U.S. Senator (D-OR)
He hears North Dakota called the Saudi Arabia of wind power, Nevada, the Saudi Arabia of solar, Oregon, the Saudi Arabia of cellulosic ethanol. “With all of these Saudi Arabias, how come we’re still importing oil from Saudi Arabia?” U.S. Senator Jeff Merkley (D-OR), asked a Climate One audience on October 26. The problem, he said, is that the transition to clean energy is being stymied by the power of the fossil fuel incumbents, unlimited corporate money, misplaced energy subsidies, and Senate paralysis.
Importing that oil from Saudi Arabia and other exporting nations is an expensive habit. “We spend $1 billion a day on foreign oil; it’s half of our trade deficit. That billion dollars a day spent here would create a lot more American jobs,” said Merkley. “If you want to create wealth and jobs overseas, then purchase foreign oil; if you want to create wealth and jobs in America, then replace that oil with American energy.”
So why is America not moving faster to deploy renewable energy?, asked Climate One’s Greg Dalton. “When you look to policy, you can’t just look at the policy itself. You have to look at the power behind the perspectives in the policy,” replied Merkley. “There are huge, powerful interests in the oil and coal world that the last thing they want is for us to move to non-carbon sources.”
He added that as a result of the Citizens United ruling fossil fuel companies can spend enormous sums on money, anonymously, to protect their interests. He gave an example: “If Exxon spent 3%, in 2008, of its net profits, it would have exceeded all the dollars spent in the last presidential campaign.”
A seminal point, for Merkley, was the demise of the DISCLOSE Act in the Senate, which aimed to return transparency to federal political campaigns. “We may look back 30 years from now, and that moment, when we failed to get 60 votes to close debate on the DISCLOSE Act, in order to end secrecy and to end foreign donations, may be the moment when we went from our vision as President Lincoln laid out government of the people, by the people, for the people to something that is much more akin to government by the powerful, for the powerful.”
Merkley said he wanted not just to reduce the influence of corporate money in politics, but to end lavish subsidies bestowed on the nation’s largest oil companies. The companies defend the subsidies by stating that they are needed to support exploration. “That’s an archaic argument today, when prices are often over $100 a barrel for oil,” he said. “When such a subsidy has outlived its original purpose, then it should be viewed like any other expenditure. If it’s not the best use of taxpayer dollars, then end it, and put the dollars where they will help more.”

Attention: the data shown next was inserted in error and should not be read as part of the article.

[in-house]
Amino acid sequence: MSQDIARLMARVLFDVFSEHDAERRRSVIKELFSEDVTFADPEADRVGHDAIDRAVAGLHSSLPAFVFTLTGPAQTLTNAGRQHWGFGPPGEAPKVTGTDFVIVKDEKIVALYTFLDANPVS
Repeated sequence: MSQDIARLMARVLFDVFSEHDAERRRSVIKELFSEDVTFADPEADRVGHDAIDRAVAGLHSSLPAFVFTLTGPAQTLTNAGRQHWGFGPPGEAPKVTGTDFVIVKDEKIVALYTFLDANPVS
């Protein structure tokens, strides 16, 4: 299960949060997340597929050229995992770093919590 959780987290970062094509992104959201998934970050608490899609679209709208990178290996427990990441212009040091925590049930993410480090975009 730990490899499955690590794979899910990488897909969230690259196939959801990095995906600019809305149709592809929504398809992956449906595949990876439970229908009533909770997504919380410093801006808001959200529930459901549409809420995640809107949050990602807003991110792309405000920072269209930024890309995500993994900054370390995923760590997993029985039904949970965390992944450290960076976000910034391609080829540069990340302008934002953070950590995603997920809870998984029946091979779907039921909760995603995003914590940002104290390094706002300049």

That money would be better spent, he said, to provide sustained, predictable support for clean alternatives to fossil fuels. Critically, a few key incentives for renewables expire at the end of this year. “At least a four- to five-year extension is merited,” said Merkley. “We shouldn’t do it one year at a time because industry doesn’t plan projects based on support that comes one year at a time.”
Merkley would also like Congress to increase its support for electric vehicles (EVs). He co-sponsored a bill with Lamar Alexander (R-TN) that would select deployment communities, promote advanced battery research, and encourage EV purchases by government and corporate fleets.
Merkley, a Senate freshman, was perhaps most passionate explaining his zeal to reform the body he recently joined. In January, he and fellow freshman, Tom Udall (D-NM), announced a package of reforms to Senate rules. Merkley identified his two most important proposed changes: a protocol for amendments, so that that the minority and majority have fair chance to amend a bill on the Senate floor; and to replace the so-called “silent objection filibuster,” which doesn’t actually require a senator to talk on the floor of the Senate, with the “talking filibuster.”
He explained: “When there was a complete social consensus that the majority was the correct way to go, when people objected to the simple majority, they stood on the floor and talked about it because they wanted to take responsibility, and they wanted to defend what they were doing.”
“What the talking filibuster would do,” he went on, “is say rather than simply quietly objecting, which takes five seconds, and then you can go off on vacation or to a fancy dinner, instead, if you want to block a simple majority, you or someone else has to be on the floor speaking to the issue at hand.”
If, to take one example, the GOP senators who wanted to defend secret, unlimited donations by foreign companies by blocking the DISCLOSE Act had had to defend their position on the Senate floor, said Merkley, they would have been forced to do so in public, and sustain it for hours, days, or even weeks.
“The talking filibuster makes you accountable, and you can be considered either a hero or a bum,” he said.
- Justin Gerdes
October 26, 2011
Photos by Ed Ritger
The Commonwealth Club of California